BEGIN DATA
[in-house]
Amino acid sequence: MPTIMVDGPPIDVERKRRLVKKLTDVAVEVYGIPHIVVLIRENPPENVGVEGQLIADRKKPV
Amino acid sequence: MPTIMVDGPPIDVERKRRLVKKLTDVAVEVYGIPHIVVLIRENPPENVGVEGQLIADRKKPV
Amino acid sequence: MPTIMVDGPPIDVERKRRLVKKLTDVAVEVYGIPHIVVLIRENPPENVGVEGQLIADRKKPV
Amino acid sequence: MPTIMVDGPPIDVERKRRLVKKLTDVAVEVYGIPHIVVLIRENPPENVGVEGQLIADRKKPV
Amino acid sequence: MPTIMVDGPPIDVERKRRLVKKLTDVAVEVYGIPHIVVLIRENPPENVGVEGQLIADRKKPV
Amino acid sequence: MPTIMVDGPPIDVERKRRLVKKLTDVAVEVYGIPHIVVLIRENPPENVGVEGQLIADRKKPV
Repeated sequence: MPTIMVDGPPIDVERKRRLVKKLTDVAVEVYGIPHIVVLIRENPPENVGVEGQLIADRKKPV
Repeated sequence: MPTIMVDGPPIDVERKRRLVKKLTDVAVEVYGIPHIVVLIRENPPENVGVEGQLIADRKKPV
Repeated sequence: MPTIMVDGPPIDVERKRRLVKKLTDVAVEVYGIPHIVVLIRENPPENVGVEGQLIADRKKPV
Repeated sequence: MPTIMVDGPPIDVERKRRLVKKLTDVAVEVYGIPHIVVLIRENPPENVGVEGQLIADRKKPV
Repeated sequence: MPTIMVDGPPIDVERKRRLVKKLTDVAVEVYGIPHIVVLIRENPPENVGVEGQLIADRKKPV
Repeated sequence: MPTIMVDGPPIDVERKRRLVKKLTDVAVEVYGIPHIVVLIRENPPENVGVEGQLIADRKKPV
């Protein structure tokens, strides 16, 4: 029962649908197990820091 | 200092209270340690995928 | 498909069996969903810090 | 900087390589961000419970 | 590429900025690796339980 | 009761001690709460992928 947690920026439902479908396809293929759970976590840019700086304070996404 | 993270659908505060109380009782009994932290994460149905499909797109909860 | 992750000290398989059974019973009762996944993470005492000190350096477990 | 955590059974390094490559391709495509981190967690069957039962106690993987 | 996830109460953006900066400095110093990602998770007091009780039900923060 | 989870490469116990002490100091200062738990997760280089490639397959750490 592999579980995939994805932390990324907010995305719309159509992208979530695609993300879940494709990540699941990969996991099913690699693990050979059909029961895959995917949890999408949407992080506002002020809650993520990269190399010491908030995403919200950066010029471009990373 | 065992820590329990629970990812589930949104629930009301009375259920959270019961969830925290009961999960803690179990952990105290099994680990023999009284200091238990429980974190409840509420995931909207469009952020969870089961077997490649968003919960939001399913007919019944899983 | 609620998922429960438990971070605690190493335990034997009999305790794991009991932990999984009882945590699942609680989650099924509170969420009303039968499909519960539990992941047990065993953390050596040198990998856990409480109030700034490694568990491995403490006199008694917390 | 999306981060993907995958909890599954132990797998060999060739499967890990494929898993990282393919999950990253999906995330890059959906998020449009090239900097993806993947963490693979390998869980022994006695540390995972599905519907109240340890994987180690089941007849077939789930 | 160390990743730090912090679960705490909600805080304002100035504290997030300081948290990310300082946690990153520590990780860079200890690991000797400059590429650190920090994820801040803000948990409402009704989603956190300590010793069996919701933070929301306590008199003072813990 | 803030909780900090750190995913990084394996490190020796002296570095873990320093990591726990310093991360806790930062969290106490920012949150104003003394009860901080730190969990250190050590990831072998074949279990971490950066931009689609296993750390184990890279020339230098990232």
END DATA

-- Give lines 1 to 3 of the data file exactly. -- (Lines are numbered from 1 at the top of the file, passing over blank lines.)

[in-house]
Amino acid sequence: MPTIMVDGPPIDVERKRRLVKKLTDVAVEVYGIPHIVVLIRENPPENVGVEGQLIADRKKPV
Amino acid sequence: MPTIMVDGPPIDVERKRRLVKKLTDVAVEVYGIPHIVVLIRENPPENVGVEGQLIADRKKPV